• Designed to demonstrate non-inferiority of low dose platelet transfusions compared to standard dose
the stop study 2
The SToP Study-2
  • Primary outcomes: WHO grade ≥2 bleeding
    • Daily bleeding assessment; included physical exam, patient questions, chart review
    • Grading done by 2 independent adjudicators
  • Secondary outcomes:
    • Frequency of individual grades of bleeds
    • Time to 1st bleed
    • Mean number of bleeding days over time per 100 patients
    • Duration of TCP
    • Platelet transfusion requirements
    • RBC transfusion requirements
    • Interval between platelet transfusions
    • Association between the platelet dose transfused and risk of bleeding over next 24 hours
were the patients randomized was randomization concealed
Were the patients randomized? Was randomization concealed?
  • Yes
    • Treatment allocation scheme generated by computer and stratified by centre and diagnostic group
    • Patients were allocated through a secure central web-based randomization scheme
    • Block randomization was used with variable block sizes within strata to help conceal treatment allocation
a note on block randomization
A note on block randomization
  • Basic idea: To divide potential patients into m blocks of size 2n, randomize each block such that npatients are allocated to A and n to B. The blocks are then chosen randomly
  • This method ensures equal treatment allocation within each block if the complete block is used.
    • Example: Two treatments of A, B and Block size of 2 x 2= 4
    • Possible treatment allocations within each block are: (1) AABB, (2) BBAA, (3) ABAB, (4) BABA, (5) ABBA, (6) BAAB
  • Block size depends on the number of treatments, it should be short enough to prevent imbalance, and long enough to prevent guessing allocation in trials.
    • The block size should be at least 2x number of treatments.
  • The block size is not stated in the protocol so the clinical and investigators are blind to the block size.
    • If blocking is not masked in open-label trials, the sequence becomes somewhat predictable (e.g. 2n= 4): B A B ? Must be A. A A ? ? Must be B B.
      • This could lead to selection bias; solution is (1)Do not reveal blocking mechanism, (2) Use random block sizes
were patients in each group similar
Were patients in each group similar?
  • Mostly
    • Mean platelet count at baseline was lower in the low dose arm (31x109/L) vs standard dose arm (46x109/L)
      • Author’s comment: “This finding may be due to chance and the clinical relevance of this finding is unknown.”
was follow up complete
Was follow up complete?
  • “Most patients remained in the study until at least one of the pre-specified criteria for the end of the period thrombocytopenia”
  • 10 patients withdrew early for the following reasons:
    • Patient choice to withdraw (2 in standard dose arm, 1 in low dose arm)
    • MD choice to withdraw (1 in standard dose arm, 6 in low dose arm)
  • Data from withdrawn patients were included in analysis until time of withdrawal
what are the results
What are the results?
  • Key finding: Frequency of Grade 4 bleeding was 5.2% in low dose arm and 0% in standard dose arm
    • Hence, SToP study was stopped
  • Primary outcome finding (WHO grade ≥2 bleeding)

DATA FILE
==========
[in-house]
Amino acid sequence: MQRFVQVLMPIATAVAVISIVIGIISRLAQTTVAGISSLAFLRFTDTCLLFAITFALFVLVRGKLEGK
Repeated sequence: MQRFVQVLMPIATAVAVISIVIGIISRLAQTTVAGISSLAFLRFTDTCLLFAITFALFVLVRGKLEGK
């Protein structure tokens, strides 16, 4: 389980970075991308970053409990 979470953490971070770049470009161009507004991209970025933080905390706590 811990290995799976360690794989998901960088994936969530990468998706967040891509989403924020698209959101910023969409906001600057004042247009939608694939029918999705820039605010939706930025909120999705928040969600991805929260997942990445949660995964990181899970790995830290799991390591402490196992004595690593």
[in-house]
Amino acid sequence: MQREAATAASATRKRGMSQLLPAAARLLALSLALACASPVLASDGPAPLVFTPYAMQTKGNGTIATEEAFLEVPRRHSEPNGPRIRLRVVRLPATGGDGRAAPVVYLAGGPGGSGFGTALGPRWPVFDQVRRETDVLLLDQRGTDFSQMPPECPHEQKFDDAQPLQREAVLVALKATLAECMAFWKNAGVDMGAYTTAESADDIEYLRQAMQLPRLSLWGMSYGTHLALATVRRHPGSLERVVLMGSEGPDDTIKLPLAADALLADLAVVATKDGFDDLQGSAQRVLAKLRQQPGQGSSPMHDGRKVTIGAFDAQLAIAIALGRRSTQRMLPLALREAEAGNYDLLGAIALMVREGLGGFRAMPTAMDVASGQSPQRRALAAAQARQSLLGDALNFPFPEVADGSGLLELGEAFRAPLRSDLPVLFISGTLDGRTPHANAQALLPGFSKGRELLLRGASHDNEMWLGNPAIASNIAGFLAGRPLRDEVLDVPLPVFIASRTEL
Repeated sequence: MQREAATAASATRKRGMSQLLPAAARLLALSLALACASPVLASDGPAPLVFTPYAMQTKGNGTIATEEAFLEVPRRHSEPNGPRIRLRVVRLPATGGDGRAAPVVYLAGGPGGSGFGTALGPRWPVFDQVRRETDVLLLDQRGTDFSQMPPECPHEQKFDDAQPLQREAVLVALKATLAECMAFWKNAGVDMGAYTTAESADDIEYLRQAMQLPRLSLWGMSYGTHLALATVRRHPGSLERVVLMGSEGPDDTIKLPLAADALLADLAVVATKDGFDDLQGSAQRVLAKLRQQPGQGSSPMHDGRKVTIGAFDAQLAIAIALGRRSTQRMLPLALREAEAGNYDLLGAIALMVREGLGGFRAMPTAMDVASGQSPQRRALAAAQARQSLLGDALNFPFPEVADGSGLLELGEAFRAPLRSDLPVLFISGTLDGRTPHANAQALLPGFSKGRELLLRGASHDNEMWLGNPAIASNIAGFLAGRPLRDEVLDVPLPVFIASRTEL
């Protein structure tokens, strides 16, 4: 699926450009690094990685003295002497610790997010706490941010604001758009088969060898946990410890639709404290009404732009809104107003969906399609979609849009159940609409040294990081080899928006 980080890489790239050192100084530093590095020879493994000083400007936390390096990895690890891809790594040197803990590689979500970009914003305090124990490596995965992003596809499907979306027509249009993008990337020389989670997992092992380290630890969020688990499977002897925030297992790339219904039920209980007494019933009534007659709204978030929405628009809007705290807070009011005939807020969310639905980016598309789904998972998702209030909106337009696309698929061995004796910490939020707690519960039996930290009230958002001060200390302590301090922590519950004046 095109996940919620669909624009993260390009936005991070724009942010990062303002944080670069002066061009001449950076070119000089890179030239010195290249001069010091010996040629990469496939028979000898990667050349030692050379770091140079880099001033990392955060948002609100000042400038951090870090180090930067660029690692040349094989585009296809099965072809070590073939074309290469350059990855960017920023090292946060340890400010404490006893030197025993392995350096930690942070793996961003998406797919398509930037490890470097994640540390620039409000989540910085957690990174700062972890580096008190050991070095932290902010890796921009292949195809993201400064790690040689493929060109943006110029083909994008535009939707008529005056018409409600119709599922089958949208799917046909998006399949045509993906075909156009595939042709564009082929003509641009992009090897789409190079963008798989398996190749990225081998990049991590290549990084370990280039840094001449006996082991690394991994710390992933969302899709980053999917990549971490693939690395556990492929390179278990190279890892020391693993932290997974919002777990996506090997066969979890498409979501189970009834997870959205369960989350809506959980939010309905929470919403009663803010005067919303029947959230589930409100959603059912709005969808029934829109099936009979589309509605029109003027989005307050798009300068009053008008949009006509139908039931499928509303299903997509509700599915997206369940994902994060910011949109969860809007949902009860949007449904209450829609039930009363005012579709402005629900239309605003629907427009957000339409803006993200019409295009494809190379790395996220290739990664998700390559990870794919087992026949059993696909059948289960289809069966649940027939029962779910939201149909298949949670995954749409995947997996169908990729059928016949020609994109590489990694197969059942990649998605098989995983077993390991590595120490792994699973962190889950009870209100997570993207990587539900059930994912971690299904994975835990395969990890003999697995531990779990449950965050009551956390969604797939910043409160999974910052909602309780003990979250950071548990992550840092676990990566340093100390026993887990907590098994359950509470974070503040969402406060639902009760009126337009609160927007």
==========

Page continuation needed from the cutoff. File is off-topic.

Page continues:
• Low dose arm 51.7%
    • Standard dose arm 49.2%
what are the results 2
What are the results?-2
  • Other outcomes:
    • Time to 1st bleed- no difference
    • Expected number of bleeds per 100 patients- no difference
    • Transfusion triggers- tended to be higher in low dose arm
    • Mean age of platelets transfused- no difference
    • Total number of platelet transfusion episodes- 553 in low dose arm, 325 in standard dose arm
    • Mean # platelet transfusion episodes- Significantly higher in low dose arm
    • Total # donor exposures- Standard dose arm 1354; low dose arm 1524
      • Mostly due to increased number of therapeutic transfusions in low dose
    • Total # RBC transfusions- no difference
    • Duration of thrombocytopenia- no difference
    • No significant relationship between platelet dose and bleeding on the following day
what do the authors have to say
What do the authors have to say?
  • The increased number of grade 4 bleeds in the low dose arm could be due to chance. “However, supporting the suggestion that this difference may be real are the observations that the frequency of other types of bleeding were also higher with low-dose platelets”
  • It had been hypothesized that the benefits of low dose transfusions would include fewer platelets transfused, fewer donor exposures and fewer days of thrombocytopenia
    • This was not the case
what do the authors have to say 2
What do the authors have to say?-2
  • Limitations of the study
    • Generalizability is limited by lack of demographic information on some patients screened for eligibility. Hence, no way to assess possibility of a selection bias related to recruitment
    • 6/7 patients withdrawn by treating MD were in low dose arm. This raises questions about blinding of health care workers
    • Because study stopped early, power is an issue which limits conclusions about non-inferiority
what do the authors have to say 3
What do the authors have to say?-3
  • Conclusions:
    • “…even if a low dose platelet transfusion strategy is safe, the proposed benefits were not found using the dosing strategy that was applied in this study”
does this study matter
Does this study matter?
  • In clinical practice at the present time- probably not
    • MDs will have to continue to order standard dose platelet transfusions.
    • CBS will continue to make standard dose platelet components
  • Does practice need to change?
    • Platelet transfusion is not a perfect science and current practice is not based on abundant or robust research
    • We should always aim to minimize patient exposure to blood products and strive to improve outcomes for transfused patients
      • This requires additional research and innovations
  • So, what about future research in the area of platelet dosing?
    • When a well-designed trial is stopped early because of serious events and the analysable data shows possible harm and unlikely benefit….Well, what would you do?
    • Do the results of PLADO make a difference?